Today's News

  • Water Rescue


  • Judge, clerk at odds over plan to redesignate building space

    Spencer County Judge-Executive John Riley’s hope to utilize a building behind the court house to facilitate county offices moved ahead Monday when he announced he was proceeding with plans to create an office for maintenance, the coroner and create a separate entrance to the portion of the building where election machines and supplies are stored.

  • Vandals tag SCMS with spray paint


  • Hot dogs focus of court


  • A game plan for cancer


  • Billy W. Gray, 67


  • The real Resist movement

    The Resist Movement in America began late on a Tuesday night in November of 2016 when America elected Donald J. Trump as the 45th president. Shocked and awed that Trump had withstood a Hillary campaign that outspent Trump’s by $240 million, along with media-manipulated polls promising a Clinton victory and near constant negative coverage of Trump, Americans on the left of the political spectrum, and some conservatives who buried themselves in Never Trump trenches, immediately began an effort to push back and adopted an existence of denial.

  • Grand Jury indicts three

    Drug and weapon charges highlighted the indictments of three men by a Spencer County Grand Jury earlier this month.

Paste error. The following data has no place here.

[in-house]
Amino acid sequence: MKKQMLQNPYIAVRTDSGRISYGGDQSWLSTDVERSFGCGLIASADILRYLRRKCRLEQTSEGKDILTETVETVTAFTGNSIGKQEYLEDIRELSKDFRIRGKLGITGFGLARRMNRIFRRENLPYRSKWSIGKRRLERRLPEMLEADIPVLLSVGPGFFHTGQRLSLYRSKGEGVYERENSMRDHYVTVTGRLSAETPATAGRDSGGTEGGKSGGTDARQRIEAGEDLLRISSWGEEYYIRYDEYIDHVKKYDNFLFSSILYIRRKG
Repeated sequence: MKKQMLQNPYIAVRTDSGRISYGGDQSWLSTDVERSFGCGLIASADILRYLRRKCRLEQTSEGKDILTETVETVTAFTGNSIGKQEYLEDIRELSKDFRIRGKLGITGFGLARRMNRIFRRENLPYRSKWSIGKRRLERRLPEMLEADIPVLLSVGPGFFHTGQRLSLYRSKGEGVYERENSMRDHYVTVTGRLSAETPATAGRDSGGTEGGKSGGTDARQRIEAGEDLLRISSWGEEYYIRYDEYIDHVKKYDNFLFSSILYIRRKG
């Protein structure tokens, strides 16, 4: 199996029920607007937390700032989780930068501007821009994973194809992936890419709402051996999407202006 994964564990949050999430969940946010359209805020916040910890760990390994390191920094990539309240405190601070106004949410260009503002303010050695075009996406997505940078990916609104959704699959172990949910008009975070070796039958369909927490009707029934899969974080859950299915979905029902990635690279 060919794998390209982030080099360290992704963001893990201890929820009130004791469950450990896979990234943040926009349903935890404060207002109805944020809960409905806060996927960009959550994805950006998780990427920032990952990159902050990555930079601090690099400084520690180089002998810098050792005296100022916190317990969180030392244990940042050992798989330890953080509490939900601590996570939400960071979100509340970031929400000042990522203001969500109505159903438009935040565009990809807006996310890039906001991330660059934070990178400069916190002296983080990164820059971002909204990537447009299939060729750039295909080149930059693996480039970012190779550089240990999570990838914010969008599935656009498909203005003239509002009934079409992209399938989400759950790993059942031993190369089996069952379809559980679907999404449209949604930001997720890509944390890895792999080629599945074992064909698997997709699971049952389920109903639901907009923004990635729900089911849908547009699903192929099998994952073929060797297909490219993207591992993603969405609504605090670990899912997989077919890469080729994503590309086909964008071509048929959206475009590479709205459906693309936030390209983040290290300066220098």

During proceedings on June 7, Dre’Vontae Laderius Peoples, 23, of Louisville, was indicted on charges of possession of a handgun by a convicted felon, unlawful transaction with a minor, carrying a concealed deadly weapon, possession of marijuana and operating a motor vehicle without a license. Peoples was arrested during an incident on April 12.

    Other indictments included:

  • Voters asked to verify info

    Many Spencer County registered voters may have received, or soon will receive, an address verification card in the mail from the Kentucky Board of Elections as state officials look to verify their records.
    The State Board of Elections sent address verification postcards to approximately 600,000 registered voters who have not voted in the past four years, or who have not made any updates or changes to their voter registration during that span.

  • Pension bill struck down

    The long fight to mend Kentucky’s failing pension system took another turn last week when a Franklin County Circuit Judge ruled legislators acted unconstitutionally when they rushed to finalize their pension plan in late March. However, one local legislator said it won’t be the last twist in this story.